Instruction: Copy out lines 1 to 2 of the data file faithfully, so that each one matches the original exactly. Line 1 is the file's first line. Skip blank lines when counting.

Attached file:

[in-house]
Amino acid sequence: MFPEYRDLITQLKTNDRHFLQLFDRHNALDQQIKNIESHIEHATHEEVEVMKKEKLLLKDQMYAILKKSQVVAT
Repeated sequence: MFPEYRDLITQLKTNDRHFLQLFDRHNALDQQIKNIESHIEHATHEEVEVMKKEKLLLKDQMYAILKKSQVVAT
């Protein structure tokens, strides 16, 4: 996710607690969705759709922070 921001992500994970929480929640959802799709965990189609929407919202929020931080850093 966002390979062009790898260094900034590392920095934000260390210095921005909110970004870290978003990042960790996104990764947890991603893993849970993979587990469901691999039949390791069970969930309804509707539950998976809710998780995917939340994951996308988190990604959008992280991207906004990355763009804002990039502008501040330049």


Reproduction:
[in-house]
Amino acid sequence: MFPEYRDLITQLKTNDRHFLQLFDRHNALDQQIKNIESHIEHATHEEVEVMKKEKLLLKDQMYAILKKSQVVAT